nettime's_no-mission_digger on Sat, 20 Apr 2002 16:54:08 +0200 (CEST)

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<nettime> Generation Flash [Miller, Kanarinka]

   RE: <nettime> Generation Flash thread                                           
     Eric Miller <>                                             

   RE: <nettime> RE: RHIZOME_RAW: GENERATION FLASH  (2 / 3)                        
     "Kanarinka" <>                                              


Date: Fri, 19 Apr 2002 09:21:04 -0700
From: Eric Miller <>
Subject: RE: <nettime> Generation Flash thread

and lemme throw in a few thoughts here as well...
 > The Flash format spec is open-source, and has been for some time.  There 
are alternate ways to create Flash files via other authoring applications 
or from server-side scripting.  "proprietary" is not a valid descriptor.
 > I simply don't get the breasts-and-biceps tangent.  Simply because Flash 
can have a visually pleasing aesthetic, that's the only reason for its 
success?  You're saying that a poorly designed HTML 2.0 page is inherently 
superior to a well-designed Flash site by virtue of the fact that the HTML 
page is ugly but at least familiar?
 > Granted, a lot of Flash 'designers' misguidedly try to reinvent the user 
interface by having a lot of creative-yet-user-hostile interface 
metaphors.  But there's a balance to be struck between Jakob "all links 
must be blue and underlined" Nielsen and building on the increasing savvy 
of the Web user base to explore new frameworks for navigating and 
comprehending content.
 > Just as radio was originally "wireless (telegraph)" and cinema was 
"motion pictures", we build our understanding of new media within the 
context of previously existing media, a subject that Mr. Manovich has ably 
explored in his recent book.  Dismissing the format simply because it 
doesn't precisely match the functionality of previous formats is a bit 
 > Flash is more cross-platform nowadays than DHTML or other "open" 
standards.  Try using a DHTML menu in Konqueror sometime, or running CSS-P 
on your Casio PDA.
 > Check out Flash MX.  This new release of Flash addresses many of the 
accessibility and usability concerns.

hugs n' kisses,

At 01:17 AM 4/19/2002 -0400, Christopher Fahey [askrom] wrote:

>Zak wrote:
> > > The seemingly endless backlash against Flash can, in many ways, be
> > > traced to a simple dislike for the "Flash aesthetic" or the
> > > predominance of that aesthetic.
> >
> > Rubbish. The backlash against Flash is more to do with its inherent
> > un-openness and baulky, unwieldy, proprietary specification.
>"Rubbish"?!? Simmer down there, pilgrim, this ain't a debate over the
>Middle East, it's just a file format. Anyway, please note that:
>    "in many ways" != "the sole reason"

<snip />


Date: Fri, 19 Apr 2002 17:05:52 -0400
From: "Kanarinka" <>
Subject: RE: <nettime> RE: RHIZOME_RAW: GENERATION FLASH  (2 / 3)

I think it's not accurate to frame this as Flash vs. HTML debate. Flash
makes no claim to replace HTML as an internet standard. There are a host
of proprietary "web technologies" out there that do not present a threat
to HTML as we know it: flash, quicktime, beatnik, realmedia, shockwave,
and so on. 

If you want text, then HTML is still the best way to go. I think the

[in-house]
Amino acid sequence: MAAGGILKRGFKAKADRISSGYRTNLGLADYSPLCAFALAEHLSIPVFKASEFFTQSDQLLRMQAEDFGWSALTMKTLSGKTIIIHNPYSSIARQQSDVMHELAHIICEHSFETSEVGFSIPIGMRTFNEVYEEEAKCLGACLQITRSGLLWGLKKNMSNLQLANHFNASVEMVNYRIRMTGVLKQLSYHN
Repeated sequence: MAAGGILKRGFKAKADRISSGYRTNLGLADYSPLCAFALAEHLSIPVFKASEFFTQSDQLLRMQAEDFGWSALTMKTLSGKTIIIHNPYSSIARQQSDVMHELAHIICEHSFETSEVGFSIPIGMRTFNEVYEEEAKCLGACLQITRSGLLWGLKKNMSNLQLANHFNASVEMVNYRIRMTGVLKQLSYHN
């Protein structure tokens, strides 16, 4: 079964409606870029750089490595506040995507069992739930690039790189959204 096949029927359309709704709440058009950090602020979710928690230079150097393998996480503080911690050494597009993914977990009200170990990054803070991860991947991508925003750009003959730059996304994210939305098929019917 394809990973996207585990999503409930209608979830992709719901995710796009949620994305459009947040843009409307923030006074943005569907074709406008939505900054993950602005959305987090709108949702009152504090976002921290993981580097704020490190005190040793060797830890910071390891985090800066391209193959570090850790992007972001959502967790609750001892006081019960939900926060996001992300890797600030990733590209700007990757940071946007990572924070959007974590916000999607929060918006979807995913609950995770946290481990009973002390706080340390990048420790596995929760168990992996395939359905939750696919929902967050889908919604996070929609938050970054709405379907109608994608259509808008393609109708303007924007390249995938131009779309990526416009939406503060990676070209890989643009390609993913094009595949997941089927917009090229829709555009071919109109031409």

danger of every website being replaced by a Flash movie about the level
of every website being replaced by someone reading the website's content
over an audio file. 

The internet for better or worse has been multimedia-ized and the
technology squatters have staked their claim through these various
technologies. I personally think that the internet is way more exciting
with the addition of images, animations, videos, and sound.

So you can't open a text editor and create a Flash movie -- so what?
Show me a text editor where i can create a video or a slide show or an
audio file!

And, FYI, flash can be dynamically generated through communication with
Java Servlets, CGI Scripts, etc. (note: and i'm not talking about the
Macromedia Generator product here). 

And regarding SVG
vs. Flash: _You_ as the artist create the web. Who makes you believe you
have no choice? (And you read/post to Nettime because you care for the
culture and politics of digital networks?)

If an artwork is created in SVG and there is no one around to view it,
does it make a sound? Making digital files in a format for the most
number of people not only makes common sense but falls in line with what
the internet has always been about -- accessibility. As an artist I want
an audience larger than the tech-dork world. Net artists are already
marginalized in the art world because they use geeky machines and code.
Why make your community smaller?

I think open standards are a lovely lovely thing. I am a big fan.
However, I am also interested in creating art beyond hypertext that can
be delivered online. I am not going to wait to create my art until all
of the technologies i want to use are based on open standards and have
audiences - because you know what -- it ain't gonna happen.
Restructuring the market based software industry around open standards
and enforcing that is an admirable goal that I support in its entirety
(would certainly make many people's lives easier) but it is not my
mission and not where i want to spend my time. In the end it is a
political issue. I will always cast my vote for the people in the open
standards camp but i will not run for missionary.

(Why do digital artists always have to be the least critical consumers
of proprietary technology?)

Why do snotty hyper-texters who don't create digital imagery or
multimedia consistently devalue multimedia and pedanterize from GPL


- -----Original Message-----
[] On Behalf Of Florian Cramer
Sent: Friday, April 19, 2002 8:20 AM
Subject: Re: <nettime> RE: RHIZOME_RAW: GENERATION FLASH (2 / 3)

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